For teams that invest in big set-ups for their European pits, there is a concern about too much expansion. As one of the few European-based, privately owned teams with a full truck set up in North America, I can tell you it’s not financially viable, but it has other add-on values that make it worthwhile for me, like athlete and staff comfort for working conditions and giving the fans something more to check out than a plain white tent. If you start having races in Asia, Africa, South America, Australasia, it then becomes very expensive for the teams to have professional set ups all around the world, so the UCI is seeking a balance. My ideal would be six European events, four North American, and one “exotic” as we call them within the paddock. However, each team manager or owner will have a slightly different preferred combination. Holding events outside of Europe held back-to-back definitely helps with budgeting, however four in a row wouldn’t work, as it‘s too much time away for staff—TV production companies have strict rules about that—and it would eclipse an entire month of the calendar, starving national series events from a free weekend.

Josh Bryceland napping in the Slovenian sunshine, circa 2009, at Maribor, a longtime regular World Cup venue. (Photo: Sven Martin)

Right now the U.S.’s sole venue, Snowshoe Resort, which is incredibly remote but fully laden with fans, is run very successfully and funded by the resort. Windham tried that model but ended up going a different direction, yet their events were considered some of the best on the world circuit during their five-year run. Organizer Nick Bove reflects on the trials and tribulations of hosting those events:

The costs associated with traveling and the environmental impact are also relevant, but to be a true World Cup there needs to be a willingness to explore beyond the European boundaries.

“The key factor to Windham’s ability to successfully host and organize five UCI World Cups was the community itself. It’s a little known fact that Windham Mountain Resort did not run the UCI races. The resort initially submitted a bid to host the event, however, after realizing the enormous costs involved and the likely net financial loss, they declined the UCI’s offer. Then a small group of dedicated volunteers from the town of Windham stepped up and raised millions of dollars in donations over those five years to pave the road for those U.S. World Cup races. It’s important to understand that this organization was a not-for-profit group that was composed of resourceful and creative volunteers and because of this, they were able to organize these events at a fraction of the cost. Even with the savings from volunteer staff and charitable labor, we had a net “loss” (investment) of close to a million dollars over those five years. Having a profitable event was not the driving force for us. Rather, our volunteer group wanted the exposure of the event. This was an investment in the future of our community. Today, we are reaping the rewards of those investments. Since the World Cup came to Windham, we’ve built 30-plus miles of mountain bike trails, along with the family-friendly Windham Path, and we have seen Windham Mountain Resort invest in a very successful summer mountain bike park. Were the World Cups worth hosting? To be clear, that’s a resounding, ‘Yes.’”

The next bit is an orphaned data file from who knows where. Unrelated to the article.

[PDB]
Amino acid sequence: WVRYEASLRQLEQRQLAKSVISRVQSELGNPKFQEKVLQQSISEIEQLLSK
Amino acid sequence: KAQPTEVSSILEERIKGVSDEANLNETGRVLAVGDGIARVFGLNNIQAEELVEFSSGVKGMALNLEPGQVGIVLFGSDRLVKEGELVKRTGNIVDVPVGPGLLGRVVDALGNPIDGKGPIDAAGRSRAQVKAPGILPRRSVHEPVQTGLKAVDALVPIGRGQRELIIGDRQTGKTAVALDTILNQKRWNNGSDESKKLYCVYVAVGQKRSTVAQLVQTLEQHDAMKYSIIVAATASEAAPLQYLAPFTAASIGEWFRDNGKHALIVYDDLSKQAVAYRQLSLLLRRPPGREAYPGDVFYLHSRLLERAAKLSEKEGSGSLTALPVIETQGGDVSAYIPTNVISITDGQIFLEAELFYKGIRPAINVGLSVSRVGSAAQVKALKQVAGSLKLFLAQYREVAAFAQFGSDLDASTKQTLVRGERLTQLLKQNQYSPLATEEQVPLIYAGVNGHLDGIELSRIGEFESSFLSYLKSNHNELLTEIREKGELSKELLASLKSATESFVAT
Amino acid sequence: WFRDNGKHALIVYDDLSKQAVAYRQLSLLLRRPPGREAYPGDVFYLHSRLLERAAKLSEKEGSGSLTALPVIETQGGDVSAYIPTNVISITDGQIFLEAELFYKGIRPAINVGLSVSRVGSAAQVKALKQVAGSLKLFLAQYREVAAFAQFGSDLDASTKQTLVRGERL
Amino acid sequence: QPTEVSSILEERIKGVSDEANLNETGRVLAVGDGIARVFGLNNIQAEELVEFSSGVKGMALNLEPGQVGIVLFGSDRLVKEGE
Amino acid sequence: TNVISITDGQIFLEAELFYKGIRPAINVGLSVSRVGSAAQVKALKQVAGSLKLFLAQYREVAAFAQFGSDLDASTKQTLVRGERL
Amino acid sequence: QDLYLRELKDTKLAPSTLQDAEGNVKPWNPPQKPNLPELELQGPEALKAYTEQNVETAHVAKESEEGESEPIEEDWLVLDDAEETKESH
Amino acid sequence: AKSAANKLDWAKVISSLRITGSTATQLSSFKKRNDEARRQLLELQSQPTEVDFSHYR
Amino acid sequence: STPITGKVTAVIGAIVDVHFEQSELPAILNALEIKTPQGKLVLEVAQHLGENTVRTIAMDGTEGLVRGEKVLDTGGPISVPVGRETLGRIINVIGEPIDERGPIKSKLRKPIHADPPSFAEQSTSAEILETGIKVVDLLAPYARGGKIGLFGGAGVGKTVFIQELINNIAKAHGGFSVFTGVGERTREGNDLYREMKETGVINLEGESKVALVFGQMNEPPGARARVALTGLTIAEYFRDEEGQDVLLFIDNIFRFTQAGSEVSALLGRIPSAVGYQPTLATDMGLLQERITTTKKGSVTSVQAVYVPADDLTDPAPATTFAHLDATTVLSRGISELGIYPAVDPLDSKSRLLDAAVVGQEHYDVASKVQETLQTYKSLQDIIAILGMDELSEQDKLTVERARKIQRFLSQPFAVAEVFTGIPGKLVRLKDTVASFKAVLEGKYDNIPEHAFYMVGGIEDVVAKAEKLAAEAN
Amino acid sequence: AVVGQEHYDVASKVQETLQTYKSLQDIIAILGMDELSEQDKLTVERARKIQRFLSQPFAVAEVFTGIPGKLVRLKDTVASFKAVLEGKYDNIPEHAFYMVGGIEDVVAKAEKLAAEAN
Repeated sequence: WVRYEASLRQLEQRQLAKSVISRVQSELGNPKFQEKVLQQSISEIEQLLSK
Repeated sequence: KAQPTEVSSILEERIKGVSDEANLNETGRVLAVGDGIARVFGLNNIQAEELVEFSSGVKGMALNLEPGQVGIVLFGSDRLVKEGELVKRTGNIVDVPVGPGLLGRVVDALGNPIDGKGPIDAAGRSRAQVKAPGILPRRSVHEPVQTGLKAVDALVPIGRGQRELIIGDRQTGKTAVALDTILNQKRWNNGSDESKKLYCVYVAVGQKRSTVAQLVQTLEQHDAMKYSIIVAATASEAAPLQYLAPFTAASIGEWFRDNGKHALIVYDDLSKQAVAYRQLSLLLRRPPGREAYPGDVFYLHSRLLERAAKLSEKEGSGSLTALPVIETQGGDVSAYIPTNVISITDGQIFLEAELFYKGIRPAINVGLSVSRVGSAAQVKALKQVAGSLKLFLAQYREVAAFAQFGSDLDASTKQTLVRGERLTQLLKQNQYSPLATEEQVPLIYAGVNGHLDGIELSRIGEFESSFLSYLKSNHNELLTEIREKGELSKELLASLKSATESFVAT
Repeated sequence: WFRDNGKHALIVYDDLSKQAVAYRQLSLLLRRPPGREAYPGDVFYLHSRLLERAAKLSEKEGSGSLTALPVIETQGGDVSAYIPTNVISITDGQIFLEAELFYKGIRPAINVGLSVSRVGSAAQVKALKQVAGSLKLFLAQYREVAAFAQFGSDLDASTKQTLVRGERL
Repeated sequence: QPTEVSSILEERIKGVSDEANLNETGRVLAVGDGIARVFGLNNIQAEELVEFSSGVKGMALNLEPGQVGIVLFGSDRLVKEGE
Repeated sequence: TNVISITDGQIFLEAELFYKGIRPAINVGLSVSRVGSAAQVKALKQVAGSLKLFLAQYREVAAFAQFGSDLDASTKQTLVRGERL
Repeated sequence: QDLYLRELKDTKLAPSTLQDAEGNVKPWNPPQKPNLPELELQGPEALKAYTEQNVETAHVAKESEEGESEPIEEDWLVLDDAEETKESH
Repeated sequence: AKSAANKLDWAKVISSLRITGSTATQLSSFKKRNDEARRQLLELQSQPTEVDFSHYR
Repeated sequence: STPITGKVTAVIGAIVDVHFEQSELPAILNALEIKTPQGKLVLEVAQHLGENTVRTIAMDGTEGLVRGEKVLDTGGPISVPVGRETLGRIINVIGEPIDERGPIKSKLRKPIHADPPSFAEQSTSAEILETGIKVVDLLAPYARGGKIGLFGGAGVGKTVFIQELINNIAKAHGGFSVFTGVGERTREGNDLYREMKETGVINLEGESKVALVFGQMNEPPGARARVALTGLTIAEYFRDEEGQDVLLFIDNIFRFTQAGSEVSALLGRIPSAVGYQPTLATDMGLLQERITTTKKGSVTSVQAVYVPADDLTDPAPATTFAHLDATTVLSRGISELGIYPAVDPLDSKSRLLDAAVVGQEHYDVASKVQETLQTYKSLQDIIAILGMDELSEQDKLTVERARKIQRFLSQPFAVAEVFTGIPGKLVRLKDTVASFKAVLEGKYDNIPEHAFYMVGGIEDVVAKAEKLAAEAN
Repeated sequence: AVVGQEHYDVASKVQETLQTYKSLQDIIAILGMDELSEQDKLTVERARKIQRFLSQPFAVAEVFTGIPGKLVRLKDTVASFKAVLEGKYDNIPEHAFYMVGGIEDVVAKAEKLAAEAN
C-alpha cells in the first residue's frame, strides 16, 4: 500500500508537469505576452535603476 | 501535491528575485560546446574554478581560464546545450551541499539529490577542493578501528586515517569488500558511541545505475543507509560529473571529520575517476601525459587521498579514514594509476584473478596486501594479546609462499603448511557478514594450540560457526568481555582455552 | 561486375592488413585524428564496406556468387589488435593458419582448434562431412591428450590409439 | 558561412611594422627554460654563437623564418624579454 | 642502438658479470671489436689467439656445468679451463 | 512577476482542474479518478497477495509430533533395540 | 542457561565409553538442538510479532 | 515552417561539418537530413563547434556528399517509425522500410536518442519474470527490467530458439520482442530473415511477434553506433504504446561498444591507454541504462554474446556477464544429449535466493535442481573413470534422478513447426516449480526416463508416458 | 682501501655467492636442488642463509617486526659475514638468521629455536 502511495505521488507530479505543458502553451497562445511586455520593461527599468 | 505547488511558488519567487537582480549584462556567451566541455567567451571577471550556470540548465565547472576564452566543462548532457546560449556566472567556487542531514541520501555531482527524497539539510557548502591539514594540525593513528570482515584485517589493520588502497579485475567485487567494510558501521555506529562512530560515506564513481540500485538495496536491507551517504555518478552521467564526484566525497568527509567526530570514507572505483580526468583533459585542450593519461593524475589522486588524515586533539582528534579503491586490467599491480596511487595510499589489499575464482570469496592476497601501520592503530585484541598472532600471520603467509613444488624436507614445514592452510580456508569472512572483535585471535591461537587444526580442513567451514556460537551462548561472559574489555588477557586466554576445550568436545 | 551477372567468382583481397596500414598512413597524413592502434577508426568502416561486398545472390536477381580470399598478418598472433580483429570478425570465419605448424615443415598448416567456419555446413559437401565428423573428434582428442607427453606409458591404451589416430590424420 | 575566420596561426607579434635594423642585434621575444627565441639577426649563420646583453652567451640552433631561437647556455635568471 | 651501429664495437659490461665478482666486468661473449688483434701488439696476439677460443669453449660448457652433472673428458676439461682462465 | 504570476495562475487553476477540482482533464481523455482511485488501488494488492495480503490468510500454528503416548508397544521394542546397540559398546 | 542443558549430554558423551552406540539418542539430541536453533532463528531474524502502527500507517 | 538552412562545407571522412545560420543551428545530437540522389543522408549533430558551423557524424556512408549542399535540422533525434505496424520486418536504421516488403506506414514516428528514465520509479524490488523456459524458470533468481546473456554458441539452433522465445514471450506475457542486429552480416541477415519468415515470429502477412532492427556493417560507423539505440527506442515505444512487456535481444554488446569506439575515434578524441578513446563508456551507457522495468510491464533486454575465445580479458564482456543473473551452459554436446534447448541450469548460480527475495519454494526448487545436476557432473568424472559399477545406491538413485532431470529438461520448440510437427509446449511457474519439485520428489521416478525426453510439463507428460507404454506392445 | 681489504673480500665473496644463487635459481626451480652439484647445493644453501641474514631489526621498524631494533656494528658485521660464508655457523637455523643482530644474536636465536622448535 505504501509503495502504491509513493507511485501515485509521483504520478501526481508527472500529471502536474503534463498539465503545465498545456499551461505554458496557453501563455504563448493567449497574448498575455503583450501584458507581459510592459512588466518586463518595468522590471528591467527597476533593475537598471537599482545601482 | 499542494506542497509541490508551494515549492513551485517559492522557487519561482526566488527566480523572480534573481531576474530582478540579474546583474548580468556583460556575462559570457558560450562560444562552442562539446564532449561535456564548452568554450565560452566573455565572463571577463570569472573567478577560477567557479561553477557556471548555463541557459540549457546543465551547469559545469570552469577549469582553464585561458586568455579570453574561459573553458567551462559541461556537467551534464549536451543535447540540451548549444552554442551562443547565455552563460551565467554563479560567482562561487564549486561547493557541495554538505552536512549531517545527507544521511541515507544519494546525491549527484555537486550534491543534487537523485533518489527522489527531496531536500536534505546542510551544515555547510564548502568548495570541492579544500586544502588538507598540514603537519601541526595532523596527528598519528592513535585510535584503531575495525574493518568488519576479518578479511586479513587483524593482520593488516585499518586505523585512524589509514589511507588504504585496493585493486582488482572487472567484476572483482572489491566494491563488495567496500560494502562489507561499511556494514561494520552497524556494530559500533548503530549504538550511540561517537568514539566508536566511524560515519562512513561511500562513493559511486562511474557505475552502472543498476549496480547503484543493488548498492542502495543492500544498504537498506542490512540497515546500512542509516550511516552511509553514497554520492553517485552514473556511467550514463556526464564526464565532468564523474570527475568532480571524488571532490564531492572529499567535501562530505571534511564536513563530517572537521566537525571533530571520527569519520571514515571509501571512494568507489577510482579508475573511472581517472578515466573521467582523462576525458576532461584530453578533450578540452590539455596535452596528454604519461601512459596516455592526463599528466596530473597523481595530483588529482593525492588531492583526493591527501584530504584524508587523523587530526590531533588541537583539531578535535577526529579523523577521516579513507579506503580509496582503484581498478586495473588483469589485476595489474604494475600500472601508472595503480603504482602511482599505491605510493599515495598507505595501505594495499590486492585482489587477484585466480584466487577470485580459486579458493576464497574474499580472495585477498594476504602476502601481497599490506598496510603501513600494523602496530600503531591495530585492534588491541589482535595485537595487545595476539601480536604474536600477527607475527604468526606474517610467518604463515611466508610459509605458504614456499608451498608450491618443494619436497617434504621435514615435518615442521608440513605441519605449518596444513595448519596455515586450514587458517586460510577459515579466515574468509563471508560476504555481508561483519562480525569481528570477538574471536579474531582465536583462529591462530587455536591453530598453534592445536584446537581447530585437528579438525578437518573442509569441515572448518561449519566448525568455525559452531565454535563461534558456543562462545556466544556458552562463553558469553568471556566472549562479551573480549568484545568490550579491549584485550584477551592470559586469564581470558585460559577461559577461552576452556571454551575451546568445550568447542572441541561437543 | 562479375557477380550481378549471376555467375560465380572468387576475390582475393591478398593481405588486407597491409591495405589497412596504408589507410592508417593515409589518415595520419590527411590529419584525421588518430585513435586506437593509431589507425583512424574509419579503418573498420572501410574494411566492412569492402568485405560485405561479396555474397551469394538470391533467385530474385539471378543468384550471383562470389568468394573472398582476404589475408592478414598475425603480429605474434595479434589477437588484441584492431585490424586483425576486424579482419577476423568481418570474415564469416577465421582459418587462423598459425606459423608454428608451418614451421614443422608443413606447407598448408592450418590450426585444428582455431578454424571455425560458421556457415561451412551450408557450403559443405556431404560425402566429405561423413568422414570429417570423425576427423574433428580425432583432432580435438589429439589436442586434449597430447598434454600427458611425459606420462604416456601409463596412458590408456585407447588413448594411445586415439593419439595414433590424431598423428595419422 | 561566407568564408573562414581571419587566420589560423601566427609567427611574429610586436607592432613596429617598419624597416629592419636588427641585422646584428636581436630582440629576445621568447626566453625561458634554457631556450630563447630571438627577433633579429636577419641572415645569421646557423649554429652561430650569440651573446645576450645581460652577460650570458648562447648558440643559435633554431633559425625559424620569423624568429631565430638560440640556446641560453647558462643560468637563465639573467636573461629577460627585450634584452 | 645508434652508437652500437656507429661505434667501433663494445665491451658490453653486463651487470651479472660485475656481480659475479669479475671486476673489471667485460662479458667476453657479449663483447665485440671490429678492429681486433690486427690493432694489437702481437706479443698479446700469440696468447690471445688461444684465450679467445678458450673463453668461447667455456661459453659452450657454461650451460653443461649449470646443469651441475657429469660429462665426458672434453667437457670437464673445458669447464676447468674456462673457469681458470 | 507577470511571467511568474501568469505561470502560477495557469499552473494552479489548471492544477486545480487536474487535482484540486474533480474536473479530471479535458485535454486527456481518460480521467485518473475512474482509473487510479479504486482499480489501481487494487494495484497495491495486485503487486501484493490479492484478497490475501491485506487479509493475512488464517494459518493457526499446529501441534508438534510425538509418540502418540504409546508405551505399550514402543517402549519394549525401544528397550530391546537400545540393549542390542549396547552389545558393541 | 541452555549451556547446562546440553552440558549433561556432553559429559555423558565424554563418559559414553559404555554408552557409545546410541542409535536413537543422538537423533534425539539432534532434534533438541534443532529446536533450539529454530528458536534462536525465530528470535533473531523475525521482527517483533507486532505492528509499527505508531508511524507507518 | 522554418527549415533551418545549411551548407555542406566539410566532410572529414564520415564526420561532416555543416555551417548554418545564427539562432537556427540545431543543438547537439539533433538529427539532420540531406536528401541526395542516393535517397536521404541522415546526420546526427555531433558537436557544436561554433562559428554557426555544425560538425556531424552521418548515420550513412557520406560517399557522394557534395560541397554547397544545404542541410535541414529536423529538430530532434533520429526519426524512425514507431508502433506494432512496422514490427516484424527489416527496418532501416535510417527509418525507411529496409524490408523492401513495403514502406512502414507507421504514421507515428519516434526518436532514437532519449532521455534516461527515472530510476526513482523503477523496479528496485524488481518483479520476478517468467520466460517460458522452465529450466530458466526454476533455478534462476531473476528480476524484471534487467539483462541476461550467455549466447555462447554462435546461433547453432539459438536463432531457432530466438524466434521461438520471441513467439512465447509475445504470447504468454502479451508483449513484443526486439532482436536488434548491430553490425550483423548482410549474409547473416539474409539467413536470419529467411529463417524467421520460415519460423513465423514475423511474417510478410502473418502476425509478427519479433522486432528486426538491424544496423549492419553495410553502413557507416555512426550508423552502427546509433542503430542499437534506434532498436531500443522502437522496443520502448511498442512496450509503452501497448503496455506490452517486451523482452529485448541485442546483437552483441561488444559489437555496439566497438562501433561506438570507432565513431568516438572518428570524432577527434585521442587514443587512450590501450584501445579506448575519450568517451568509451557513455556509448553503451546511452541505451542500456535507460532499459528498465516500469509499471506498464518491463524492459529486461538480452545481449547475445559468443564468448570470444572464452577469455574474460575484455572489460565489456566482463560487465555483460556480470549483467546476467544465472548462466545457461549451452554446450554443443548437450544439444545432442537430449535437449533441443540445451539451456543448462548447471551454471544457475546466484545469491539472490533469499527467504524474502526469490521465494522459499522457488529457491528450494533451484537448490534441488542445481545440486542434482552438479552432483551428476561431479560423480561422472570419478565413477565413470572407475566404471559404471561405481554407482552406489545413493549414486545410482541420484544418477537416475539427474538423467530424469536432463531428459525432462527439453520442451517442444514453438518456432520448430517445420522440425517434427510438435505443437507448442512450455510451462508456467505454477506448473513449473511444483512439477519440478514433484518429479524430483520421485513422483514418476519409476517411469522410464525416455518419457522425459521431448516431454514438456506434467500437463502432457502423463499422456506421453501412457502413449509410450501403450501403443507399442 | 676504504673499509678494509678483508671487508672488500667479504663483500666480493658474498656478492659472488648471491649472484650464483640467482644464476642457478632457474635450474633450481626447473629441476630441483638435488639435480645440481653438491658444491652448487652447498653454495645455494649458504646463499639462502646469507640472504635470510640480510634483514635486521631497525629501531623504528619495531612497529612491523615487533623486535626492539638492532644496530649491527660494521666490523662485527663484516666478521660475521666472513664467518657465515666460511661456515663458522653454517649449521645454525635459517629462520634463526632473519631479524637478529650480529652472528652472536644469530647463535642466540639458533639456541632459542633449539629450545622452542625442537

Passion Project

So you’re reading this as a potential organizer, you calculate your budget and realize this is a feasible project, but your venue is untested. How does the UCI evaluate venues like Losinj, Lousã and Petropolis, who only have a year to prove their worth?

The opening round of the 2018 UCI MTB World Cup DH series in Veli Losinj, Croatia, the only time that venue has hosted. (Photo: Sven Martin)

“We would rarely offer a new venue more than a one-year contract unless maybe the venue/organizer had hosted an HC (Hors Categorie) class event for a number of years for example and we were confident it would be a success,” Burney says. “The whole calendar is a massive juggling act and big puzzle and with the number of rounds mainly dictated by the television budget and what we feel the teams can afford around the rest of their calendar commitments, keeping classics, adding new events, adding new continents or countries—it’s not as easy as a lot of fans think.” 

So as a new venue, you need to make a go of it from year one, it needs to stand alone and work financially with the hope you can get a new contract and build on it in the future. This may be a deterrent for U.S. organizers who want to lock in a three-year deal from the outset to build over time and become profitable. It is a business after all, especially at this level. Even for seasoned professionals like Beck and Jardine from Fort William, the event can still be a gamble. 

“Putting on a World Cup is an expensive business, and costs are increasing every year,” Jardine says. “We don’t know our final gate ticket income (which is usually 40 to 50 percent of the total budget) until the Sunday evening after the race, so planning is always affected by the need to budget very carefully in order to not make a loss. These days, a core level of public funding from local, regional or national organizations (or the hosting resort) is a fundamental requirement, everywhere. This type of involvement is usually based on national or local strategies regarding tourism, promotion, and economic impact.” 

As a venue if you can sort out the complexities of hosting, it generally turns into a positive for the entire region. Maribor, Slovenia, 2009. (Photo: Sven Martin )

Putting aside the new TV production and organization plan with Discovery, which I believe, after hearing more details from Burney, will be a major success for our sport, the overall model for hosting a World Cup is pretty attractive. It takes a lot of work from an organizer to create the venue, muster hundreds of volunteers and stoke them out, negotiate with local authorities and sponsors, and work with the national and international federations. It clearly needs to be a passion project initially, but it should become, as it has for Fort William, Mont-Sainte-Anne and others, a project worth bidding for, year in and year out.